As far as GMs go, I consider myself blessed. Blessed because I have a team of players who are willing to go the extra mile to make the game entertaining and interesting for everyone when they play. When I run a game, I don’t feel like I’m the only guy lending any sense of motion to the campaign, while the rest of the players look at me expectantly when they’re not having fun.
Instead it feels like we’re a rowing team. Everyone puts in effort and everyone moves forward.
I know I’ve gone over this before, but sometimes it feels repeating. If your games and your group seem to be stale, or boring, or just generally uninteresting, try to take a moment to consider who is actually pushing the game.
This is where feedback is crucial. Every single activity known to man can be improved the moment people stop for a moment and say, “Huh, you know what? I think we can actually improve this.” Ask any Scientist out there, and they’ll tell you that innovation comes from questioning the status quo and looking for means to improve what we already have.
Sure I could walk ten miles to work, but that’s why we invented bikes, or cars or domesticated horses. These are all valid solutions to making our lives easier and more fulfilling. Laundry is a chore, but it’s a hell of a lot easier now that we have machines… machines which could never have existed if people didn’t ask “Isn’t there a better way to do this?”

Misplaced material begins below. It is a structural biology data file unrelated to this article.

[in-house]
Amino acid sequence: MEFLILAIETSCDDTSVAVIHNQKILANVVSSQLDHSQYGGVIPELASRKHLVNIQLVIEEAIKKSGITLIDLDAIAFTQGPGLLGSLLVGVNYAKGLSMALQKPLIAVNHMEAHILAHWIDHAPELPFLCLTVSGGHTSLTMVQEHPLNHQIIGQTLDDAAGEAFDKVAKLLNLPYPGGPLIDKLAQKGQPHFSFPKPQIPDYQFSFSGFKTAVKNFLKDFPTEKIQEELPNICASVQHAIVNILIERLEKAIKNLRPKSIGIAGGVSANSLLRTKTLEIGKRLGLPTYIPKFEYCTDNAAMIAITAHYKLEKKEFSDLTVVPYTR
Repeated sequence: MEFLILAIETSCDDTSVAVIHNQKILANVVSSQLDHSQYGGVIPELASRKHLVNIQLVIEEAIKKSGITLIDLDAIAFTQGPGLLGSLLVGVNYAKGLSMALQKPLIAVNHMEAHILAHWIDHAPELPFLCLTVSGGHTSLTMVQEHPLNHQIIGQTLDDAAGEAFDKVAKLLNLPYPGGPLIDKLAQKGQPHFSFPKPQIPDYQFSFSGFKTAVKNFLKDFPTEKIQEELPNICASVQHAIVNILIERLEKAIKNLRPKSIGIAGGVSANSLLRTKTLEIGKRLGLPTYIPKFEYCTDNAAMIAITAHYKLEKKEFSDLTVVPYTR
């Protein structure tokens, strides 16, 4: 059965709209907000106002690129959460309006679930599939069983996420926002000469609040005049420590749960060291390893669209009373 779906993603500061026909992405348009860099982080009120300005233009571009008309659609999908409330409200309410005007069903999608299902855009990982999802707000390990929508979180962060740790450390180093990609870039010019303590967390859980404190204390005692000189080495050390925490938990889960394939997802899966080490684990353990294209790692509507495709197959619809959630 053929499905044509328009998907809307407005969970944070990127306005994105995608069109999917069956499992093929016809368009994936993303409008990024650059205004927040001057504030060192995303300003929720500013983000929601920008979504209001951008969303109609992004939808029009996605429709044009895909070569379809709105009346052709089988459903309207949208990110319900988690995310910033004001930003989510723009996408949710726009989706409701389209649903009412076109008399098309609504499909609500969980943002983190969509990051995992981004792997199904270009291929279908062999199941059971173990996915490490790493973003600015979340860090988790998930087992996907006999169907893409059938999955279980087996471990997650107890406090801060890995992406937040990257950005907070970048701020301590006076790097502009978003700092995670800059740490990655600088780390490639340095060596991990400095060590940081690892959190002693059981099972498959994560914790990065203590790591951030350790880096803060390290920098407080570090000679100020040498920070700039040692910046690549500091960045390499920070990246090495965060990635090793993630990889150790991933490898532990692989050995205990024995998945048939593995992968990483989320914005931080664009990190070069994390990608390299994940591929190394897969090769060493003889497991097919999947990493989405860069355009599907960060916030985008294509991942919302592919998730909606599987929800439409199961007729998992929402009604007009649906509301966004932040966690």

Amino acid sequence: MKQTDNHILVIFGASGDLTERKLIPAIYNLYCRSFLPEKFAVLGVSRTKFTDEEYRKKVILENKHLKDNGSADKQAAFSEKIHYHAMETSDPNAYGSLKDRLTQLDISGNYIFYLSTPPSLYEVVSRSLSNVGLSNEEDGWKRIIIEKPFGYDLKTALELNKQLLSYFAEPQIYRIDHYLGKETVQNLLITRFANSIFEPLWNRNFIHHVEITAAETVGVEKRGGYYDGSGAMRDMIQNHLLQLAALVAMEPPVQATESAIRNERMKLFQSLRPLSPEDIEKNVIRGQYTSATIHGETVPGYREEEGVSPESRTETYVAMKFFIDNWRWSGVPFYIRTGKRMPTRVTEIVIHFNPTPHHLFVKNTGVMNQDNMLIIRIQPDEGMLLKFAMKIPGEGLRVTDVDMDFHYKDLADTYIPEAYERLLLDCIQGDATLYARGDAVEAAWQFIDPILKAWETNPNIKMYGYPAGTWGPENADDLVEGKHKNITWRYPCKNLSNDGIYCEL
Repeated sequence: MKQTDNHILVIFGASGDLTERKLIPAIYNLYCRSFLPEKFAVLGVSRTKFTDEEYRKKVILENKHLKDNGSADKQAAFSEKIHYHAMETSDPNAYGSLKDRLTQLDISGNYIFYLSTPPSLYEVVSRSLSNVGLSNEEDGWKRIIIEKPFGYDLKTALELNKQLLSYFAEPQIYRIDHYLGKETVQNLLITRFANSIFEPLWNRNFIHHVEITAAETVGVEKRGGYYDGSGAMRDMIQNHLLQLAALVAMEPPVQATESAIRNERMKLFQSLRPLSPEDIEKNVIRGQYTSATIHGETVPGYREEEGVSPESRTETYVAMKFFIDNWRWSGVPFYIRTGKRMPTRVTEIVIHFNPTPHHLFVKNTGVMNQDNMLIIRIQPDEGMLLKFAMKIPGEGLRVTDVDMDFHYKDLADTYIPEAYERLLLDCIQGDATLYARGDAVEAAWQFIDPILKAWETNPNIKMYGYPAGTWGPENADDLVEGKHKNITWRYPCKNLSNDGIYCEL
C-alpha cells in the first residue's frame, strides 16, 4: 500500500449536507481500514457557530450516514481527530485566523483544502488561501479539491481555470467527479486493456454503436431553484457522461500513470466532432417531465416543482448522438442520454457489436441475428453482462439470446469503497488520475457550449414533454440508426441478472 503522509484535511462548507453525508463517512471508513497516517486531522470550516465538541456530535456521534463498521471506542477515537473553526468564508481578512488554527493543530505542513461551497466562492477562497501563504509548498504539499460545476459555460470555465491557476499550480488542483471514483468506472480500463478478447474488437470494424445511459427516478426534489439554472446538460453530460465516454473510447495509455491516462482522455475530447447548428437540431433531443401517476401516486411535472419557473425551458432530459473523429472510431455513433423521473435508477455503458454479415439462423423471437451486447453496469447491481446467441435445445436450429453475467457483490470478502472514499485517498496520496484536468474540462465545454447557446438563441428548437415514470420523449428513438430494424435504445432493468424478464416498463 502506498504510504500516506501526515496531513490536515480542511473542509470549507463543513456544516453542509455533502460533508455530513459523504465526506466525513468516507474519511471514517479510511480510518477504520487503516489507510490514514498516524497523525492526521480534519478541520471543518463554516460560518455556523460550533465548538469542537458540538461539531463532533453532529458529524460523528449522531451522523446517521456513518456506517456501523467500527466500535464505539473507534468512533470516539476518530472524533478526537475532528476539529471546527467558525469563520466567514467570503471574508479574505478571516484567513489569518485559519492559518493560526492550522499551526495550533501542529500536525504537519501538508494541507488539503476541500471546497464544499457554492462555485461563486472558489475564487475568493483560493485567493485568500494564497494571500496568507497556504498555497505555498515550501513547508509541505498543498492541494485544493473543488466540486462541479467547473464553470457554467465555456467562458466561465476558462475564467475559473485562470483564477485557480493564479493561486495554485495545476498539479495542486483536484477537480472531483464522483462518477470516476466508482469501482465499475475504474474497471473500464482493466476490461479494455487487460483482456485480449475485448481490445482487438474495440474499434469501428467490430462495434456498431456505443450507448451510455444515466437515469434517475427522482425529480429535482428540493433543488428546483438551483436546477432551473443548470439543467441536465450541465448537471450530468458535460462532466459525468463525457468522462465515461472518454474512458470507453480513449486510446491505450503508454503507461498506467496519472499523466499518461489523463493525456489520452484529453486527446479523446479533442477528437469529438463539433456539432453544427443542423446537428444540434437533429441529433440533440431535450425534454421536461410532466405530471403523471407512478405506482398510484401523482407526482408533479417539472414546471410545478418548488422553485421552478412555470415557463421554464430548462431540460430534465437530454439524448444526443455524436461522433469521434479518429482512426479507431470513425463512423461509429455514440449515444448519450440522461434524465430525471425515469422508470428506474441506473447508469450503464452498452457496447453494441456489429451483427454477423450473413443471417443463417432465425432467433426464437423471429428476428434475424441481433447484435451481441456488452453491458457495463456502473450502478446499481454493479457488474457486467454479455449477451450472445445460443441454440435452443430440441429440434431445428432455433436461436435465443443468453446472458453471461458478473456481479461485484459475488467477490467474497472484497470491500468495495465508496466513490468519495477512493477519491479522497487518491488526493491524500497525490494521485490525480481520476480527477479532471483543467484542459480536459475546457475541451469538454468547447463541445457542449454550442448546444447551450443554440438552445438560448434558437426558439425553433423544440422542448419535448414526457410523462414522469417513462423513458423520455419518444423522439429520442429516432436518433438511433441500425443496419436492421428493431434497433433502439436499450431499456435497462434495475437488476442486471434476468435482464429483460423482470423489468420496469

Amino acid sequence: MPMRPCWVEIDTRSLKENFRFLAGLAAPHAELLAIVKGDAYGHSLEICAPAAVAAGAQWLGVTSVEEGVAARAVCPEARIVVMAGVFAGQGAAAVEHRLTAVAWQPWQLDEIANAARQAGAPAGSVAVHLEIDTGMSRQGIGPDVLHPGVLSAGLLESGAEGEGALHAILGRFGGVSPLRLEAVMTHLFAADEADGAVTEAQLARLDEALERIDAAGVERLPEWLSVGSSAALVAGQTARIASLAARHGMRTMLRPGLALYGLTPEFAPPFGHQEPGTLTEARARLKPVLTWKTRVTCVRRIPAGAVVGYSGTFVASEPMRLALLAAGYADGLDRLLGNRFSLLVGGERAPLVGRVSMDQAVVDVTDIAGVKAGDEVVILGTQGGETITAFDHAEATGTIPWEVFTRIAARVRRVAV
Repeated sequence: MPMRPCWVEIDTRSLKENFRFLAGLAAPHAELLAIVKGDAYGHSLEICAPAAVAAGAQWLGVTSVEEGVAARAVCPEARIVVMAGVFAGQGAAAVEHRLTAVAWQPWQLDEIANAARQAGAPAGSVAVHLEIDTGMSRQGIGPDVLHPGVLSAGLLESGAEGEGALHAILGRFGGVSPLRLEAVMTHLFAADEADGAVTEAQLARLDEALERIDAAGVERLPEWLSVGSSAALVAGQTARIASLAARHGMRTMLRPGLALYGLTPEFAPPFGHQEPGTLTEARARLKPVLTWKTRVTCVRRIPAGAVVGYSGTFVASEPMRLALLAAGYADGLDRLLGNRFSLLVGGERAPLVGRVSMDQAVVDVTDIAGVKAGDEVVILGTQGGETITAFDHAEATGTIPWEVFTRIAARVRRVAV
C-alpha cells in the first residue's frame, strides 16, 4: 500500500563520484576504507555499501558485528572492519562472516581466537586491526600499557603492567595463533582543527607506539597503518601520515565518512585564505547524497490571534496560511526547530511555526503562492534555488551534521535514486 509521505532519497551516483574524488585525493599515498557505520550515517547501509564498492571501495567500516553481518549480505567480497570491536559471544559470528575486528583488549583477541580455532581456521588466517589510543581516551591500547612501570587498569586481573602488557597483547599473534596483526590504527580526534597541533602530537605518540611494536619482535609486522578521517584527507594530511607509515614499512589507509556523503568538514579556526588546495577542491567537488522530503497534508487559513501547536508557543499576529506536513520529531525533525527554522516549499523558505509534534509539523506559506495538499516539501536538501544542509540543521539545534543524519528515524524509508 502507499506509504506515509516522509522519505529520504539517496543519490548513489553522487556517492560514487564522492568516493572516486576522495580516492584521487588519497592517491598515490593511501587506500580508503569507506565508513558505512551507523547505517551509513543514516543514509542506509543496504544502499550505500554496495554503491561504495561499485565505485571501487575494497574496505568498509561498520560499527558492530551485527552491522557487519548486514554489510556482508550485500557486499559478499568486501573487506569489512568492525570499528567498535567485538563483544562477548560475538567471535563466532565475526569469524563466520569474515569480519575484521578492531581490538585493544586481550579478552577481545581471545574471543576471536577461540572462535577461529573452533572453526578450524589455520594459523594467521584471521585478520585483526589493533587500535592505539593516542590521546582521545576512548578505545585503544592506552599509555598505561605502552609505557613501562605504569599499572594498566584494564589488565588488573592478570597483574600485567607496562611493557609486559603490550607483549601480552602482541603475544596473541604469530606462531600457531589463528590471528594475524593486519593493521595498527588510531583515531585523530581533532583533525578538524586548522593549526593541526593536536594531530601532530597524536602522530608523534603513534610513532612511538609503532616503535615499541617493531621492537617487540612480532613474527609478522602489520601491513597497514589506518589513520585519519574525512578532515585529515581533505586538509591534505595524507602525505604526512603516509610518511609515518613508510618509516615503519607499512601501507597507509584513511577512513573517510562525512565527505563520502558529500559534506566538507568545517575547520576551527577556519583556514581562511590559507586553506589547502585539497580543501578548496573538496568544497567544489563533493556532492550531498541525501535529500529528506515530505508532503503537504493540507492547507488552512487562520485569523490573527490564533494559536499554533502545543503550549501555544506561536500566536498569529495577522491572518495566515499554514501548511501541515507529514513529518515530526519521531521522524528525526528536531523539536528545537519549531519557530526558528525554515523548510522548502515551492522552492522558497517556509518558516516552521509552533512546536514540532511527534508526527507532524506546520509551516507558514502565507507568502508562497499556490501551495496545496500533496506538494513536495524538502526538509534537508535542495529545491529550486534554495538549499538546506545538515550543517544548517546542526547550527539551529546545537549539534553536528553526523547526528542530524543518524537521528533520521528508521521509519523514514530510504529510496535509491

And so it is with everything, including gaming. If you’re unhappy with your gaming, then there’s definitely room for improvement. Find it, work on it and see if it makes a difference. I’ve occasionally been told that my “obsession” with learning to GM better is stupid and a waste of time. I don’t feel that way, much in the same way that a person who enjoys a hobby tries to improve themselves to further their enjoyment, I think that my efforts to try and be a better GM for my group is only helping me enjoy the hobby at a different sort of level.